I am involved in a dispute with a company whose services I recently retained. When they failed to deliver, I sued them for breach of contract. As far as I know, this LLC has only one member and I seem to be their only client (it's a fairly new business). When the LLC does in fact declare bankruptcy, do I have any other way of getting the money which I have already paid back??
Advice would be appreciated!
Intellectual Property Law Attorney
You should keep in mind that a lot of people claim that they are going to file for bankruptcy when faced with a lawsuit, but never actually do so. The reasons can be many, but ofttimes they simply discover that they will lose assets that they are not willing to lose or can't escape liability through bankruptcy. This is particularly true if you can find a way to legitimately name the owner of the business instead of just the LLC itself as a defendant in your lawsuit. Furthermore, if you can legitimately allege a claim for fraud, such a claim may well survive a bankruptcy. If the amount you lost is substantial, it would definitely be worth your time to consult with an attorney to see if you can legitimately amend your complaint to name the owner or to allege a claim for fraud.
Even if the business does actually file for bankruptcy, the type of bankruptcy protection they seek (generally Chapter 7 or 11 for a business and Chapter 7 or 13 for individuals) will affect what happens to your claim. Chapters 11 and 13 are "reorganizations" that are supposed to result in payments to creditors over time, though the amount of the payments can sometimes be very low. Again, probably worthwhile to seek the advice of an attorney on your options for asserting a claim in the bankruptcy and your chances of recovery.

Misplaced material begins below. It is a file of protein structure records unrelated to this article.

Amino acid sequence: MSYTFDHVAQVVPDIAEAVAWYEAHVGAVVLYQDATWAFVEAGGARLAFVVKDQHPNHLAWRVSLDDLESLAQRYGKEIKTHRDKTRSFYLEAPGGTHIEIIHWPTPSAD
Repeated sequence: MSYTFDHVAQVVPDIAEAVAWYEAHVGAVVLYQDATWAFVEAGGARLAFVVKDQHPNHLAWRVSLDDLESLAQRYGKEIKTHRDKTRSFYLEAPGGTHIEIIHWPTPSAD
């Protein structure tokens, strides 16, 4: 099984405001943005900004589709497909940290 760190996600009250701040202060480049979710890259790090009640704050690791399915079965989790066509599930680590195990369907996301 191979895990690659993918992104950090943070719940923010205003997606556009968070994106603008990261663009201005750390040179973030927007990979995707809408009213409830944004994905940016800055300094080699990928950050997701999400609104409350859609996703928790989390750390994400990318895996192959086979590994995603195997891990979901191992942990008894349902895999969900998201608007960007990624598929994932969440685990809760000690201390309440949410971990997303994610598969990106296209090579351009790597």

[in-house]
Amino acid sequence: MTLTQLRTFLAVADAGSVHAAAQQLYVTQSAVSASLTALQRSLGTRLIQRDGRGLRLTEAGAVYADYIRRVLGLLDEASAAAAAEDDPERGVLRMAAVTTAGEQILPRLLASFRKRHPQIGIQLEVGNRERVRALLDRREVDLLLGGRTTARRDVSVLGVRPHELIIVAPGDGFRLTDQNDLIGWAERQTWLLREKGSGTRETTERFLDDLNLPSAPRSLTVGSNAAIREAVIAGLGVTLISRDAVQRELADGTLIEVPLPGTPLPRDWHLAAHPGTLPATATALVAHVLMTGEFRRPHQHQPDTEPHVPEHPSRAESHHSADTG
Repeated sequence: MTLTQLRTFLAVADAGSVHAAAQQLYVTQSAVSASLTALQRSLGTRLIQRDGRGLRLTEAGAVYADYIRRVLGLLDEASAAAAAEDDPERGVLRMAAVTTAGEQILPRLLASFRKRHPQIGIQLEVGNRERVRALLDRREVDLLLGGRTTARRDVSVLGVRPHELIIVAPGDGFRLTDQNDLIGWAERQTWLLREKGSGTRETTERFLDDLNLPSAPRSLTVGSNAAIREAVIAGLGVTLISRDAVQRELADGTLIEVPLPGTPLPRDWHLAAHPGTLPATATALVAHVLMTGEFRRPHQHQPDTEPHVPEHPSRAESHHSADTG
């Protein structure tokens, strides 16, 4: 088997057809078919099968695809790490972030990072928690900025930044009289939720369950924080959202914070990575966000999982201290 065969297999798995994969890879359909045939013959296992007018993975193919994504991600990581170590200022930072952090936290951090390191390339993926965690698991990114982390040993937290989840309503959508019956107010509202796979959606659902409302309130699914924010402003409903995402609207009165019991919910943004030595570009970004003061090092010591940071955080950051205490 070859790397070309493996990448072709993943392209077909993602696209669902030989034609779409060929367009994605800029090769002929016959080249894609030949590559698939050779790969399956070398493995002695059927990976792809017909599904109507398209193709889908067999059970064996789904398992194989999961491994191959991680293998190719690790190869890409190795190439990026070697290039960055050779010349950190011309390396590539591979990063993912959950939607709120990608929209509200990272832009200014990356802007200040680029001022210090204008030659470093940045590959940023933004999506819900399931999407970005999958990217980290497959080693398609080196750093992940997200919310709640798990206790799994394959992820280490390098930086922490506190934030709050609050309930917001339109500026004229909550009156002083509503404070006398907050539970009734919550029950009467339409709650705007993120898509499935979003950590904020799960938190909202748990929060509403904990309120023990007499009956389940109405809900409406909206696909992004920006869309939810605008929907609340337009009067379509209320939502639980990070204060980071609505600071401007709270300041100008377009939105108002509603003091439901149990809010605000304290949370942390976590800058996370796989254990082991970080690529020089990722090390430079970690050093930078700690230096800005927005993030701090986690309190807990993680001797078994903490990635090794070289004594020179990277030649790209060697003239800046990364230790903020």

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I agree with the attorney before me on all points. However, since the business is fairly small (one person), your main focus should be on how to collect the money from the business through negotiation first. If that does not work, try suing in small claims court which is faster that regular court. Once you have a judgment against the LLC, you can collect on the judgment through traditional collection means.
If the LLC declares bankruptcy, which I agree is unlikely as the attorney above points out, then you will have priority as a creditor with a judgment in hand. Take the steps above and make sure to keep close watch on how the business owner proceeds to make sure he or she does not hide assets from you as this will affect your ability to collect on the judgment.
Legal disclaimer: The above information is not legal advice and should not be relied upon as legal advice. No representations are made in the above communication nor may any information contained herein be used in a court of law as a representation upon which you may rely.